In that respect, nothing has changed for me. I still want precisely the same from any work of fiction I read. If I cannot lose myself in a book, then that book is not for me.
I think this is the same for many avid readers.
Yes, we all find our ‘favourite’ authors; the one’s whose writing style and narration ‘clicks’ with our own personality. These are the ones we watch for, patiently waiting for their next release. But once, even they were unknown to us. There was the ‘first time’ we opened one of their books, read the first chapter or two before we fell in love.
Did we, at that time consider if it was written by a ‘mainstream’ or ‘indie’ author?… did we heck, we simply chose the book because the cover attracted us enough to pick it up, the blurb explained it was the type of story we fancied reading at the time, and when we flicked through the pages, reading an odd line or two we liked the flow.
So, we took the chance and brought the book, hoping it was going to be money well spent.
This is what and how most people tend to select their next reading material. It is not a science, but one of personality, temperament, disposition and, often, mood.
With the above in mind, I ask; do you think it matters to prospective book buyers if they know the author was mainstream published or an independent author?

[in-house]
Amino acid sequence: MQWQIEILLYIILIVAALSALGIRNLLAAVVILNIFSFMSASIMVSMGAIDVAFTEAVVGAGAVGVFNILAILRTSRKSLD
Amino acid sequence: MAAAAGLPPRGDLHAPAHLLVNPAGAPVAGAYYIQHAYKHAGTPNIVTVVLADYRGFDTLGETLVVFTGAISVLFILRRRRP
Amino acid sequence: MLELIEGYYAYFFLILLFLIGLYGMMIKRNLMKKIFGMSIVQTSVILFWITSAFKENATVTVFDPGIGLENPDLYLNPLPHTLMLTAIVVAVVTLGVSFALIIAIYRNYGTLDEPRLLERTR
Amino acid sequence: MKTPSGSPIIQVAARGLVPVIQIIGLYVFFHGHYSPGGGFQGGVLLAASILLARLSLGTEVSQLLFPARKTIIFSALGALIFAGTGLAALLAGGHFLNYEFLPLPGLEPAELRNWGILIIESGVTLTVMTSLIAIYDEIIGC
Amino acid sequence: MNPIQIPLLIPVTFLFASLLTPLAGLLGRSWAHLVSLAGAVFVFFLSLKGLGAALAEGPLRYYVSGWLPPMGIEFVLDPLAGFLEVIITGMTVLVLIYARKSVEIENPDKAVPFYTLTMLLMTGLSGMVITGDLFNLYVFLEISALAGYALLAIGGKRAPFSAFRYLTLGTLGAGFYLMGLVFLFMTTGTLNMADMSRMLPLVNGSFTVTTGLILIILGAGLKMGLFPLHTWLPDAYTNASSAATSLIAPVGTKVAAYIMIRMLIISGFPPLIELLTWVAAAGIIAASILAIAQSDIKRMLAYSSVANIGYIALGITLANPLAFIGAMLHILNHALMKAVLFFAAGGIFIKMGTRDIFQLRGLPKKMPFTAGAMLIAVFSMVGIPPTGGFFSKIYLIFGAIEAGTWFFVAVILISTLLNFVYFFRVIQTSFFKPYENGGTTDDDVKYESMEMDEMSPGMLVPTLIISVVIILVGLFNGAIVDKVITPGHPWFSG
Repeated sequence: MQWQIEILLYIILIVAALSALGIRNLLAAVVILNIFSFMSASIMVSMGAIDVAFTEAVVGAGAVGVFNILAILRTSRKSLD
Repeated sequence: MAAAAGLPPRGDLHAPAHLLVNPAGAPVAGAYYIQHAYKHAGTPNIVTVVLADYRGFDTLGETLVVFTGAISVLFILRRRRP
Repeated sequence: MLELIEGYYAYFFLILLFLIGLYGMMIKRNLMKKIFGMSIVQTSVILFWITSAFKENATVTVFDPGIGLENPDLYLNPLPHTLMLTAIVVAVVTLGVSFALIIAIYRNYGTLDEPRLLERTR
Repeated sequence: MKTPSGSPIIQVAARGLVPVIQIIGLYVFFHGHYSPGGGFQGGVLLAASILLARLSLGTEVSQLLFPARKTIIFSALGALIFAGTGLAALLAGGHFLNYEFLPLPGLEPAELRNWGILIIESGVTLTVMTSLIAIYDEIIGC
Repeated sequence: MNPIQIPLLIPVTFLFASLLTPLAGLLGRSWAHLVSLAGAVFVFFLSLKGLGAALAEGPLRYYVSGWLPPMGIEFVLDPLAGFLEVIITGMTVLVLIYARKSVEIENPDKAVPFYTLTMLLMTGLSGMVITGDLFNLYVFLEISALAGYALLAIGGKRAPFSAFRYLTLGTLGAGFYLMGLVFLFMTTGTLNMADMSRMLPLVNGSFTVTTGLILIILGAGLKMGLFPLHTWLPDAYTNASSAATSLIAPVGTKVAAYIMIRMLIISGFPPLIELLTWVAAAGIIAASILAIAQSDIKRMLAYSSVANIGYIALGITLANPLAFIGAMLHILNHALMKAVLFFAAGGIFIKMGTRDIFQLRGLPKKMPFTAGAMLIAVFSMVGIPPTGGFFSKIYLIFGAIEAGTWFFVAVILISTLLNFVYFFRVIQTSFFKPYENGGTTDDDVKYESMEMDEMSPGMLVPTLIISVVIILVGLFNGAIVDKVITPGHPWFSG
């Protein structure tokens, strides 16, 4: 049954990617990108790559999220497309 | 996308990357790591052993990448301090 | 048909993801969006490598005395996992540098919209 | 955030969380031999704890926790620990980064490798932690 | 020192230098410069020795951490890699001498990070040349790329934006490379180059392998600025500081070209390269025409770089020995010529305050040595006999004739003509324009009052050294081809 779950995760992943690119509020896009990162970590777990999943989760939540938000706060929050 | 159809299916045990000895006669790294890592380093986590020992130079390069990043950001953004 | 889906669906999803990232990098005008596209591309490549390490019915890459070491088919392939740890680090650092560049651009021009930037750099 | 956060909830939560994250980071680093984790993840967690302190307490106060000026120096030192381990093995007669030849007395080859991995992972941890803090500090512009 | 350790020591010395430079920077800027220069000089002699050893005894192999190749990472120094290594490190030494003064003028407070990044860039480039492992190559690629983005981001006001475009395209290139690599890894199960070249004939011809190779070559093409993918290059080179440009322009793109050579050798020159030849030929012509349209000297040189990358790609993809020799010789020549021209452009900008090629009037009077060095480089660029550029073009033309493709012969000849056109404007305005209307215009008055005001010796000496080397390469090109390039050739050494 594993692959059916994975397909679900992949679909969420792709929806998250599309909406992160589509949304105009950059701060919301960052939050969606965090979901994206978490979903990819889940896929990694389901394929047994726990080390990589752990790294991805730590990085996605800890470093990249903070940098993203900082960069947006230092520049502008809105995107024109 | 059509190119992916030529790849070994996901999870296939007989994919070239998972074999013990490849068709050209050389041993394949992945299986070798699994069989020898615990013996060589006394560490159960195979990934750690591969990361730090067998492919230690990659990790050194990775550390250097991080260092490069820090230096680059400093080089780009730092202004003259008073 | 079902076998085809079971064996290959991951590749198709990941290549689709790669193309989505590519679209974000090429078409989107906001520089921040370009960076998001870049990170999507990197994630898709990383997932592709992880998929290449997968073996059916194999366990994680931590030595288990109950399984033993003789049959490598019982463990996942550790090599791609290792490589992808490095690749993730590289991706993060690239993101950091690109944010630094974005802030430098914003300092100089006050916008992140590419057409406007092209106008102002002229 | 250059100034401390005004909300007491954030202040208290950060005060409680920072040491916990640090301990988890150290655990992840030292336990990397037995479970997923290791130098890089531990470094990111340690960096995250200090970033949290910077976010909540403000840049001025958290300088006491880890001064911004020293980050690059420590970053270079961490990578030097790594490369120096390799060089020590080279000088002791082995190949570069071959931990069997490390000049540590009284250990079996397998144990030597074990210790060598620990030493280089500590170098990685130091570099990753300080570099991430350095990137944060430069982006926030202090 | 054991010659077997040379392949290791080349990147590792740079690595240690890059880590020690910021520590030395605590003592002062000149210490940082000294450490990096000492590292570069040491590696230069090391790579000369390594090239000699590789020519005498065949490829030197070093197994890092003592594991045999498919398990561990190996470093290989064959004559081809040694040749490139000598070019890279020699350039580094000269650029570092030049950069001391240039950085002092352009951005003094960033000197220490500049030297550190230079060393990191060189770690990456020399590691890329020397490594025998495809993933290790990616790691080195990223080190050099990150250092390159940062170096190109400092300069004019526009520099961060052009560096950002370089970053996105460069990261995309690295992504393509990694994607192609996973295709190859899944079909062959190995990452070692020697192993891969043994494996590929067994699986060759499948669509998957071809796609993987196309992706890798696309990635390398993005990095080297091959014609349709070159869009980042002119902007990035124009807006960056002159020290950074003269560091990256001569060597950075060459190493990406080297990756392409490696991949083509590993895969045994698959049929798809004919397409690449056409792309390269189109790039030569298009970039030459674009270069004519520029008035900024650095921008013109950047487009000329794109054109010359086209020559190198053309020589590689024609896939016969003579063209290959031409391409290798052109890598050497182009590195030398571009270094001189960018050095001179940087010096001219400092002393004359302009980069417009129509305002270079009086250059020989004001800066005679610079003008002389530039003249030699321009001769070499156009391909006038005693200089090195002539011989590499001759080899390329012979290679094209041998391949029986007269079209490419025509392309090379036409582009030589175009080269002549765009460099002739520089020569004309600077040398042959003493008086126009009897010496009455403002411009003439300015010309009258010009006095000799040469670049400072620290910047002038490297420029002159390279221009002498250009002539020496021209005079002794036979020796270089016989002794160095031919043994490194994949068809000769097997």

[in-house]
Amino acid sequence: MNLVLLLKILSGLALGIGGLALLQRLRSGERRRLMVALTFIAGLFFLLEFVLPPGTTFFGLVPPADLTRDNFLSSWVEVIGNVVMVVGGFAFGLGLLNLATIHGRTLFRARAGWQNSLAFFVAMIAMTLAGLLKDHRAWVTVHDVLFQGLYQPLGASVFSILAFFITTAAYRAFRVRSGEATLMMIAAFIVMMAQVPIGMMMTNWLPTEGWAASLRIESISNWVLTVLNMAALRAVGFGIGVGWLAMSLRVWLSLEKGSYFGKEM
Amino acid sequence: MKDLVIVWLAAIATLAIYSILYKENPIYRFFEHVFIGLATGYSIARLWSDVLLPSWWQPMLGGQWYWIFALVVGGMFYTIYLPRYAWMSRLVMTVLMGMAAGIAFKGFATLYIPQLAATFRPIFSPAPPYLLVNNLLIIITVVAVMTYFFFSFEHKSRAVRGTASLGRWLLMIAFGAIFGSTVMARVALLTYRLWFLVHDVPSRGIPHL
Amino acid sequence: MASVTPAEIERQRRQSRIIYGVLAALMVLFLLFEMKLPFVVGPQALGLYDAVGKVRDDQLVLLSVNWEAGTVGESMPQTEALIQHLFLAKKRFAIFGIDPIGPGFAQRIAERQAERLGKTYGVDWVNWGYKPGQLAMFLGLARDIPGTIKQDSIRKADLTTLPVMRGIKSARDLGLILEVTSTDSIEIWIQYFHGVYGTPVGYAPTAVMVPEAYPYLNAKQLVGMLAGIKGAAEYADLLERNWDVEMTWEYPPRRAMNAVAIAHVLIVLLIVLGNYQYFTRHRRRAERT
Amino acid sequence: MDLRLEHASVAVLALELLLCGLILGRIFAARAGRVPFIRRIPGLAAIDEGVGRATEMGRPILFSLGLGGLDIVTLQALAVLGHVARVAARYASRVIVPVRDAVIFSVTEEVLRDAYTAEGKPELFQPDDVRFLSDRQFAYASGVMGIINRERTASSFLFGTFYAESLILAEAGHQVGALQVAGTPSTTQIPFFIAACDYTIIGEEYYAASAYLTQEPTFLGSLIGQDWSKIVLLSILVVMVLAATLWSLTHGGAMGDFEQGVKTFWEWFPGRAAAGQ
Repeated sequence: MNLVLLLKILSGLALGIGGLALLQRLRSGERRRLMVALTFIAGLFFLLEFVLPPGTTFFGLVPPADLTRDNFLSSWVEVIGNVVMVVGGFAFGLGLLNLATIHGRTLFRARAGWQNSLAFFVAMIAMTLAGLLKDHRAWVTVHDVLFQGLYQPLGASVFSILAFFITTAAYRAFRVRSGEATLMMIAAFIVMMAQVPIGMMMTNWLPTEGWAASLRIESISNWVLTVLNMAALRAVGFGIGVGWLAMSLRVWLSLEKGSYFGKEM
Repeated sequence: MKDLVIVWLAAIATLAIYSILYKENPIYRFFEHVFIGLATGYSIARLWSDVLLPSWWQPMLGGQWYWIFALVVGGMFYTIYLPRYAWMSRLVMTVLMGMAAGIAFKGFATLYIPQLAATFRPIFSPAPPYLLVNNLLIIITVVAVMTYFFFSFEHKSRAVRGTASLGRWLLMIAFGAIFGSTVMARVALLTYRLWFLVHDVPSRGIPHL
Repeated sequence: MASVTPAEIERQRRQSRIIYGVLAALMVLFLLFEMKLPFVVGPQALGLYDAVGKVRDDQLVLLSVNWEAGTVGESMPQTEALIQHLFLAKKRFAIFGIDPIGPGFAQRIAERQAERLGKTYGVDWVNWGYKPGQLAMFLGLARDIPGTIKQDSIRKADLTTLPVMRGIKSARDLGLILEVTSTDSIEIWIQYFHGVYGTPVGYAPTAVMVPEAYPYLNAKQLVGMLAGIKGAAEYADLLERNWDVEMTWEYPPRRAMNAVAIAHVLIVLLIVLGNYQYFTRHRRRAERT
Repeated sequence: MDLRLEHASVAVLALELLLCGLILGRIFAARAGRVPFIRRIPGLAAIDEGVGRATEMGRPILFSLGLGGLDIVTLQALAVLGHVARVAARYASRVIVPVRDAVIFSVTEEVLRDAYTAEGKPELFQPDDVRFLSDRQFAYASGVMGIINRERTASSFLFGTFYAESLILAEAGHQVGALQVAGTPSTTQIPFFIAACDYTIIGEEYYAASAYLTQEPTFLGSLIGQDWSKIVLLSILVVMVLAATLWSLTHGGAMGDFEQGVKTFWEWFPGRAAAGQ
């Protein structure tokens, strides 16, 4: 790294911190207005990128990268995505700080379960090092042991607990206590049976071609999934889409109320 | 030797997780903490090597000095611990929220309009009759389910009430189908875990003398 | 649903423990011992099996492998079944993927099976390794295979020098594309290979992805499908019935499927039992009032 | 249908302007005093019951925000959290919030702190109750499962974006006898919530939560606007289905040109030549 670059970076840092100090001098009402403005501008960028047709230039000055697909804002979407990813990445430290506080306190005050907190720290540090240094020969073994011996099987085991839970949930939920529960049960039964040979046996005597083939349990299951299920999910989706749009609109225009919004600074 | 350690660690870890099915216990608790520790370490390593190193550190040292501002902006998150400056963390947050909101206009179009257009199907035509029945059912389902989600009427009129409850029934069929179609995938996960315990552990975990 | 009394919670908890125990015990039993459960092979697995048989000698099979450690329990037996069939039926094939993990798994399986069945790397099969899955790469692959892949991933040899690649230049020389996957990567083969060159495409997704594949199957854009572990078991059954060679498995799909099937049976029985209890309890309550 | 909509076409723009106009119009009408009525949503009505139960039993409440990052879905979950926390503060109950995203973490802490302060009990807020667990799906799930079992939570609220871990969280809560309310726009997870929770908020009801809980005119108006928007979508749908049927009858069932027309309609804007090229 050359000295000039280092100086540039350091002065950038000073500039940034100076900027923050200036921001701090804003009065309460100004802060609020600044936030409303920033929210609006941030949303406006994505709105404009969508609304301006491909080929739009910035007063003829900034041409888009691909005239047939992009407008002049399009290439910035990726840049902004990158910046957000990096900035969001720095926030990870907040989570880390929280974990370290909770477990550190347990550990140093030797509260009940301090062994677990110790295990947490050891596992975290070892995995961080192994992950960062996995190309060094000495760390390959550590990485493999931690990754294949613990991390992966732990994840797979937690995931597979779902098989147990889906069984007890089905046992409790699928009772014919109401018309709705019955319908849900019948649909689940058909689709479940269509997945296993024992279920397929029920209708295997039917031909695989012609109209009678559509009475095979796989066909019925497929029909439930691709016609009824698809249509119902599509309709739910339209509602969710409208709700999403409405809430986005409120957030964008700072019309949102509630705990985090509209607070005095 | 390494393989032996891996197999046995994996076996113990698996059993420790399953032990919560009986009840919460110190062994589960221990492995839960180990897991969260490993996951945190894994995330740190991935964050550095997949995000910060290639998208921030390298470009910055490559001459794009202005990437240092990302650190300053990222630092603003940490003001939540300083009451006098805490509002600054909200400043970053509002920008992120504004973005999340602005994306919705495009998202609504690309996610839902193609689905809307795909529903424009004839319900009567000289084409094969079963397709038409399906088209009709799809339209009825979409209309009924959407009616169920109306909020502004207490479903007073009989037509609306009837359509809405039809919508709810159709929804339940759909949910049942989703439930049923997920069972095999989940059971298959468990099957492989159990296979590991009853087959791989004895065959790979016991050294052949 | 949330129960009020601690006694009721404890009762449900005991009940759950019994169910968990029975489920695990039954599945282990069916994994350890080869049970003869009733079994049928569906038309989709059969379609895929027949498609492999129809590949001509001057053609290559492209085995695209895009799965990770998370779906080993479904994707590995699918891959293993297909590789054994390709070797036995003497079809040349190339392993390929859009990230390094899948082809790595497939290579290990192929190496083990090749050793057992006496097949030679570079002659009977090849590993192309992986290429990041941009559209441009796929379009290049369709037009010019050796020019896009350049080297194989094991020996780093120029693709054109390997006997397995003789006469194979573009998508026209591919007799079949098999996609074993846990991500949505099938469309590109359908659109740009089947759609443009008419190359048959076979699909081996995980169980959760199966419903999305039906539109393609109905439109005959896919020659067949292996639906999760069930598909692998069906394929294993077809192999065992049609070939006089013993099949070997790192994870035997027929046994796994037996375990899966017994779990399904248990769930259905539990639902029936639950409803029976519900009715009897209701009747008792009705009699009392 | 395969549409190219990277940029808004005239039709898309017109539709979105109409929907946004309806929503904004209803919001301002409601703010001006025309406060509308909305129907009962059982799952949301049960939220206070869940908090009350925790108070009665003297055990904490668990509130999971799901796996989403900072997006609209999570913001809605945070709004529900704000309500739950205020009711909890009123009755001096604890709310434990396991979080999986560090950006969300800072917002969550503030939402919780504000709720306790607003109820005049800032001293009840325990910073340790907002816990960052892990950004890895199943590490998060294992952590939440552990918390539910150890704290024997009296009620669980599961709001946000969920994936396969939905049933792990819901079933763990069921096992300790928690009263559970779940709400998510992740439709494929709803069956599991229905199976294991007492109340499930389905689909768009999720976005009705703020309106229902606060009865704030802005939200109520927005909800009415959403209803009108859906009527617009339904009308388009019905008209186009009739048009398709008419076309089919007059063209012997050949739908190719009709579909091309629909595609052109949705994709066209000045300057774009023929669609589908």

Do you think it may influence their decision on which books they purchase?
But mostly, do you think the general public know the difference between an indie and a contracted author?
Should we then, as indie authors, indie publishers and self-published writers enlighten, dare I even use the word ‘educate’, the world of bibliophiles and bookworms on this subject?
Do you, as an indie know the difference between these three terms and the basis of each… where/which and how would you classify yourself?
While I await your answers, I shall endeavour, in my usual haphazard and rambling way, to write a post explaining and clarifying the distinctions of being an indie author, a self-publisher and an indie-published writer.
You may find all is not quite what you expect and, possibly, taken for granted… until now.
If you are looking for your next great read why not visit my website where you will find a book to suit whatever mood you may be in right now.